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Tamara Keith and Amy Walter on Liz Cheney, Trump and the GOP

NPR’s Tamara Keith and Amy Walter of the Cook Political Report join Judy Woodruff to discuss the latest political news, including internal Republican politics over Rep. Liz Cheney’s House position, former President Trump’s influence on the party, and bipartisanship on President Biden’s plans.

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  • Judy Woodruff:

    This week in Washington, a host of meetings with the potential to reshape politics and policy, from House Republicans readying to oust their conference chair, to President Biden hosting the big four congressional leaders at the White House.

    It's the perfect time for Politics Monday with Amy Walter of The Cook Political Report and Tamara Keith of NPR.

    Hello to both of you on this Monday.

    There is a lot to talk about.

    But, Amy, let's start with what looks like is going to happen on Wednesday in the House Republican Conference. The minority leader, Kevin McCarthy, sent a letter today to conference members, telling them for sure the vote on the conference chair is going to happen to oust Liz Cheney.

    And, among other things, he said — and I'm quoting — "Each day spent relitigating the past is one day less we have to seize the future."

    And, of course, he is referring to the perception that Liz Cheney is relitigating the past with her references to President Trump and what happened on January the 6th, saying that it is not the case that President Trump won the election.

    But, quickly, Amy, is there a risk for Republicans in doing this? We know most Americans don't think President Trump won the election.

  • Amy Walter:

    Yes, there is some irony in there, Judy, to say, well, we — the best way to not relitigate the past is just to all agree that, when someone disagrees, you stick with Trump, right? So we can agree that there is no disagreement and Trump has control over the party.

    All that said, when I talk to folks, Republicans especially, their feeling is that the media and Democrats are pouncing on this split or what they perceive to be a split within the party, that there is sort of an open wound here, and that Republicans do not want to make the 2022 elections about Donald Trump.

    They want to try to move on. And the best way to do that is to not allow the focus to be on Cheney's difference with the president, and the president continuing to go after her. Try to cauterize the wound now. Move on. Talk about Joe Biden. Talk about Democrats. Make the election in 2022 a referendum on the party in power, not the party out of power.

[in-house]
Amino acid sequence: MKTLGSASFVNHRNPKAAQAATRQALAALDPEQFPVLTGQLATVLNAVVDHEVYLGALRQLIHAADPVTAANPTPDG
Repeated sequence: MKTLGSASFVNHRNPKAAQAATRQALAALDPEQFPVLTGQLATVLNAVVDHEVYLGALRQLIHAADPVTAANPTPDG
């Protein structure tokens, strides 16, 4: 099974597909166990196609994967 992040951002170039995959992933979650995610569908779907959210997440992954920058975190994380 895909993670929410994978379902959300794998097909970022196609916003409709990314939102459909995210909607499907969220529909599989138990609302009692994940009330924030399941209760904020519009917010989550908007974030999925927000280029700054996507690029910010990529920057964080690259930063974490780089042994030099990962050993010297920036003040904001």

All that said, Judy, the reality, as we very well know, is that Trump is never appeased. You can appease him now in the short term by saying that Liz Cheney is out because she does not believe that the election was fraudulent, but something else is going to happen between now and whenever that he's going to be disappointed in Republicans. He will attack Republicans.

    And, once again, the leadership, the Republican leadership, is going to be in that uncomfortable position of having to respond.

  • Judy Woodruff:

    So, Tam, what's the thinking here, that you have — you have this president who — President — former President Trump is not going to stop saying that he believes he won the election.

    So, what's the thinking?

  • Tamara Keith:

    I think the thinking is that anyone who contradicts him ends up having the nuclear option against them from former President Trump, that he is like a dog with a bone.

    And if you contradict him or criticize him, he is not going to let go of it. He is going to make you miserable. Just ask Adam Kinzinger and Mitt Romney and the late John McCain and everyone else that former President Trump has gone after.

    So, if they just don't talk about it, if Republicans can — whether they agree with the big lie or not, whether they — if they can just move on and not talk about it, not talk about what happened January 6, and try to focus on anything else, then maybe they won't antagonize the former president, because, once he's antagonized, he's not going to stop talking about it.

    He's not going to stop putting out statements. And it looks like he's going to at some point relatively soon start doing rallies. His supporters in Congress, Marjorie Taylor Greene and Matt Gaetz, who have all kinds of other issues, held a rally at The Villages, this Republican metropolis in Florida for seniors, held a rally over the weekend, an America First rally, that was really just a pro-Trump rally to go after everyone who's ever crossed Trump.